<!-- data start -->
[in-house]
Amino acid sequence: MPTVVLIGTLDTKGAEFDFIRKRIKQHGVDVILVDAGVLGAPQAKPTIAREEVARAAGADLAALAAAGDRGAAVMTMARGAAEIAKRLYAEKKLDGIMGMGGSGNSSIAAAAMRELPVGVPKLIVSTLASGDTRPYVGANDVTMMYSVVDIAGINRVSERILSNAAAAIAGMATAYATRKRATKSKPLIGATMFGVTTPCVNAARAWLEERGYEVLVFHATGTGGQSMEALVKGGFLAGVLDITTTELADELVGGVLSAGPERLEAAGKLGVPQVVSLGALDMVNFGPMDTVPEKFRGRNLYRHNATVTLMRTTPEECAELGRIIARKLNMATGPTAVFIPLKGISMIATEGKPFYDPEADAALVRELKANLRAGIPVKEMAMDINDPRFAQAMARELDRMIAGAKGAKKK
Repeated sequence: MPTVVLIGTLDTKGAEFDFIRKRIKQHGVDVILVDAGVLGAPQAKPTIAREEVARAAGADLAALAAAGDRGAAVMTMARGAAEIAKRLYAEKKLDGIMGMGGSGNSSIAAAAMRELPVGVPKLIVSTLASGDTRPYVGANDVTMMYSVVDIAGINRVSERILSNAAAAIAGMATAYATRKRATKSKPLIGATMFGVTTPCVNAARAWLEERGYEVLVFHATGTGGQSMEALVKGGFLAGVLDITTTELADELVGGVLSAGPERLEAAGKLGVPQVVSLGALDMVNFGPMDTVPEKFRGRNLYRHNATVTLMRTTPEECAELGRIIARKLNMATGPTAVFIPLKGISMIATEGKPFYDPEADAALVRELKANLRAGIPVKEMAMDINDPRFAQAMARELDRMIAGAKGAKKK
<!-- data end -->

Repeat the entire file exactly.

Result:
[in-house]
Amino acid sequence: MPTVVLIGTLDTKGAEFDFIRKRIKQHGVDVILVDAGVLGAPQAKPTIAREEVARAAGADLAALAAAGDRGAAVMTMARGAAEIAKRLYAEKKLDGIMGMGGSGNSSIAAAAMRELPVGVPKLIVSTLASGDTRPYVGANDVTMMYSVVDIAGINRVSERILSNAAAAIAGMATAYATRKRATKSKPLIGATMFGVTTPCVNAARAWLEERGYEVLVFHATGTGGQSMEALVKGGFLAGVLDITTTELADELVGGVLSAGPERLEAAGKLGVPQVVSLGALDMVNFGPMDTVPEKFRGRNLYRHNATVTLMRTTPEECAELGRIIARKLNMATGPTAVFIPLKGISMIATEGKPFYDPEADAALVRELKANLRAGIPVKEMAMDINDPRFAQAMARELDRMIAGAKGAKKK
Repeated sequence: MPTVVLIGTLDTKGAEFDFIRKRIKQHGVDVILVDAGVLGAPQAKPTIAREEVARAAGADLAALAAAGDRGAAVMTMARGAAEIAKRLYAEKKLDGIMGMGGSGNSSIAAAAMRELPVGVPKLIVSTLASGDTRPYVGANDVTMMYSVVDIAGINRVSERILSNAAAAIAGMATAYATRKRATKSKPLIGATMFGVTTPCVNAARAWLEERGYEVLVFHATGTGGQSMEALVKGGFLAGVLDITTTELADELVGGVLSAGPERLEAAGKLGVPQVVSLGALDMVNFGPMDTVPEKFRGRNLYRHNATVTLMRTTPEECAELGRIIARKLNMATGPTAVFIPLKGISMIATEGKPFYDPEADAALVRELKANLRAGIPVKEMAMDINDPRFAQAMARELDRMIAGAKGAKKK